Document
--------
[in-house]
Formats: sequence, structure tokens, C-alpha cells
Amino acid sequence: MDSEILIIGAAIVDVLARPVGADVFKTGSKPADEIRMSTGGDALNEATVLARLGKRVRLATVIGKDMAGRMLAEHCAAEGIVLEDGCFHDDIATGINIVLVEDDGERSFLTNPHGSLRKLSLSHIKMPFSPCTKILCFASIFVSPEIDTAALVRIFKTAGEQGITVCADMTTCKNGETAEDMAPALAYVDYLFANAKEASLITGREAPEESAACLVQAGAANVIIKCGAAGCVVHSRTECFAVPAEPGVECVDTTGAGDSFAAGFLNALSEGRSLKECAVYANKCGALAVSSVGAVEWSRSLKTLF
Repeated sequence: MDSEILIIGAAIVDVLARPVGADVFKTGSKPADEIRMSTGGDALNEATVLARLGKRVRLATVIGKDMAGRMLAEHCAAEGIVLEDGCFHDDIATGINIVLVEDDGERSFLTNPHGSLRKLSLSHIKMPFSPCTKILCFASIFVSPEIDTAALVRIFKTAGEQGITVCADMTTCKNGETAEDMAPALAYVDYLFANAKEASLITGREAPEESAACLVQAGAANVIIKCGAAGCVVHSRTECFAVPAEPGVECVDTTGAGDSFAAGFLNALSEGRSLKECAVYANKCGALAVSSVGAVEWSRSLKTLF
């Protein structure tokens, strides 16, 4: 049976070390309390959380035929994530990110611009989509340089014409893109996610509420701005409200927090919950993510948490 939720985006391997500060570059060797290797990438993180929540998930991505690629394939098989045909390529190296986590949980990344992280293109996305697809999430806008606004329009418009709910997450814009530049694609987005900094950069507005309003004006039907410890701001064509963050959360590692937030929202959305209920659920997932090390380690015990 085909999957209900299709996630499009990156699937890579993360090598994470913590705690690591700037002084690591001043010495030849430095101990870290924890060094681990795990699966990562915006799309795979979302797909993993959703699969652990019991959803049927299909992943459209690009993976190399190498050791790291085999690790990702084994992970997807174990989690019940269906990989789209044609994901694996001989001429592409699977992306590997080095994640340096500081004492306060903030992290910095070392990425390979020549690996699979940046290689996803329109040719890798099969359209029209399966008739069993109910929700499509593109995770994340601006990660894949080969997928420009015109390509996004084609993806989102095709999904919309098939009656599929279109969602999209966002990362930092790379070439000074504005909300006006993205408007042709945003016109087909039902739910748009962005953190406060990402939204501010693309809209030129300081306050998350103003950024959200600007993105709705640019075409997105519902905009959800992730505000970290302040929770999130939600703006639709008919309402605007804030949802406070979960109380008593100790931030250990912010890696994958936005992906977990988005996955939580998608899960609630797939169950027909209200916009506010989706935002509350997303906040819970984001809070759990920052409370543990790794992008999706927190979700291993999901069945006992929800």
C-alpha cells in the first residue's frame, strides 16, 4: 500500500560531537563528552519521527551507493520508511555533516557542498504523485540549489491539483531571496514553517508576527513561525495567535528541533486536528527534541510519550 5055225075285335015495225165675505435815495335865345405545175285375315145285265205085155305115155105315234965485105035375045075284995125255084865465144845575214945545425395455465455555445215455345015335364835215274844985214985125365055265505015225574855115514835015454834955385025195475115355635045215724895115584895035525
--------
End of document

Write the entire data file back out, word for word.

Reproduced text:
[in-house]
Formats: sequence, structure tokens, C-alpha cells
Amino acid sequence: MDSEILIIGAAIVDVLARPVGADVFKTGSKPADEIRMSTGGDALNEATVLARLGKRVRLATVIGKDMAGRMLAEHCAAEGIVLEDGCFHDDIATGINIVLVEDDGERSFLTNPHGSLRKLSLSHIKMPFSPCTKILCFASIFVSPEIDTAALVRIFKTAGEQGITVCADMTTCKNGETAEDMAPALAYVDYLFANAKEASLITGREAPEESAACLVQAGAANVIIKCGAAGCVVHSRTECFAVPAEPGVECVDTTGAGDSFAAGFLNALSEGRSLKECAVYANKCGALAVSSVGAVEWSRSLKTLF
Repeated sequence: MDSEILIIGAAIVDVLARPVGADVFKTGSKPADEIRMSTGGDALNEATVLARLGKRVRLATVIGKDMAGRMLAEHCAAEGIVLEDGCFHDDIATGINIVLVEDDGERSFLTNPHGSLRKLSLSHIKMPFSPCTKILCFASIFVSPEIDTAALVRIFKTAGEQGITVCADMTTCKNGETAEDMAPALAYVDYLFANAKEASLITGREAPEESAACLVQAGAANVIIKCGAAGCVVHSRTECFAVPAEPGVECVDTTGAGDSFAAGFLNALSEGRSLKECAVYANKCGALAVSSVGAVEWSRSLKTLF
């Protein structure tokens, strides 16, 4: 049976070390309390959380035929994530990110611009989509340089014409893109996610509420701005409200927090919950993510948490 939720985006391997500060570059060797290797990438993180929540998930991505690629394939098989045909390529190296986590949980990344992280293109996305697809999430806008606004329009418009709910997450814009530049694609987005900094950069507005309003004006039907410890701001064509963050959360590692937030929202959305209920659920997932090390380690015990 085909999957209900299709996630499009990156699937890579993360090598994470913590705690690591700037002084690591001043010495030849430095101990870290924890060094681990795990699966990562915006799309795979979302797909993993959703699969652990019991959803049927299909992943459209690009993976190399190498050791790291085999690790990702084994992970997807174990989690019940269906990989789209044609994901694996001989001429592409699977992306590997080095994640340096500081004492306060903030992290910095070392990425390979020549690996699979940046290689996803329109040719890798099969359209029209399966008739069993109910929700499509593109995770994340601006990660894949080969997928420009015109390509996004084609993806989102095709999904919309098939009656599929279109969602999209966002990362930092790379070439000074504005909300006006993205408007042709945003016109087909039902739910748009962005953190406060990402939204501010693309809209030129300081306050998350103003950024959200600007993105709705640019075409997105519902905009959800992730505000970290302040929770999130939600703006639709008919309402605007804030949802406070979960109380008593100790931030250990912010890696994958936005992906977990988005996955939580998608899960609630797939169950027909209200916009506010989706935002509350997303906040819970984001809070759990920052409370543990790794992008999706927190979700291993999901069945006992929800």
C-alpha cells in the first residue's frame, strides 16, 4: 500500500560531537563528552519521527551507493520508511555533516557542498504523485540549489491539483531571496514553517508576527513561525495567535528541533486536528527534541510519550 5055225075285335015495225165675505435815495335865345405545175285375315145285265205085155305115155105315234965485105035375045075284995125255084865465144845575214945545425395455465455555445215455345015335364835215274844985214985125365055265505015225574855115514835015454834955385025195475115355635045215724895115584895035525